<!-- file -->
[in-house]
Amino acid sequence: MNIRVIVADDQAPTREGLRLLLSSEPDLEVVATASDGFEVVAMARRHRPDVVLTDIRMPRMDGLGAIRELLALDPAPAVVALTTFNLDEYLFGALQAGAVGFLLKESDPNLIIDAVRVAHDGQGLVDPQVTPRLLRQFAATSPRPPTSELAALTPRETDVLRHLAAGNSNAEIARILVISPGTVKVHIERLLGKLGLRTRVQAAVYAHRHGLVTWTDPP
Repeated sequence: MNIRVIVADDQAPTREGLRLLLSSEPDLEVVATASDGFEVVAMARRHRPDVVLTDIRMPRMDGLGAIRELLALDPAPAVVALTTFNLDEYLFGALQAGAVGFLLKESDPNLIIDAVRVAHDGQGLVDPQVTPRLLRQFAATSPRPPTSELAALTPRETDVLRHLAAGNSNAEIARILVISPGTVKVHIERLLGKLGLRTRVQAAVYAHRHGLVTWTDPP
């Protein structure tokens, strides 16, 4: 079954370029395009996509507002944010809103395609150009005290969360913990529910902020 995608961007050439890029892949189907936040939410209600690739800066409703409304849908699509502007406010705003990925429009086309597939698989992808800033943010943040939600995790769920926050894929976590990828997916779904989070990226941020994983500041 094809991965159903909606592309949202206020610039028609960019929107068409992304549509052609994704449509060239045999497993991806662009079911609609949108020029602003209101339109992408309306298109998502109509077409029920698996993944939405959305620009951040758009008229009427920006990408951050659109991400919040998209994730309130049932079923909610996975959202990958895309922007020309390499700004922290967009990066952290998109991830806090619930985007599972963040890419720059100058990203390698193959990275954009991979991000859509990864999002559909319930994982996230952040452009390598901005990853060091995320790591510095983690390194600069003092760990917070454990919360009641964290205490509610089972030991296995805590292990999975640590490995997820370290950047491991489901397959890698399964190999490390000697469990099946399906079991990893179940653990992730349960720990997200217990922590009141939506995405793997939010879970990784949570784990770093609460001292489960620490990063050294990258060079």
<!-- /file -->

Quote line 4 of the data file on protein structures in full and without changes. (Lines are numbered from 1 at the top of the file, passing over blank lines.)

């Protein structure tokens, strides 16, 4: 079954370029395009996509507002944010809103395609150009005290969360913990529910902020 995608961007050439890029892949189907936040939410209600690739800066409703409304849908699509502007406010705003990925429009086309597939698989992808800033943010943040939600995790769920926050894929976590990828997916779904989070990226941020994983500041 094809991965159903909606592309949202206020610039028609960019929107068409992304549509052609994704449509060239045999497993991806662009079911609609949108020029602003209101339109992408309306298109998502109509077409029920698996993944939405959305620009951040758009008229009427920006990408951050659109991400919040998209994730309130049932079923909610996975959202990958895309922007020309390499700004922290967009990066952290998109991830806090619930985007599972963040890419720059100058990203390698193959990275954009991979991000859509990864999002559909319930994982996230952040452009390598901005990853060091995320790591510095983690390194600069003092760990917070454990919360009641964290205490509610089972030991296995805590292990999975640590490995997820370290950047491991489901397959890698399964190999490390000697469990099946399906079991990893179940653990992730349960720990997200217990922590009141939506995405793997939010879970990784949570784990770093609460001292489960620490990063050294990258060079």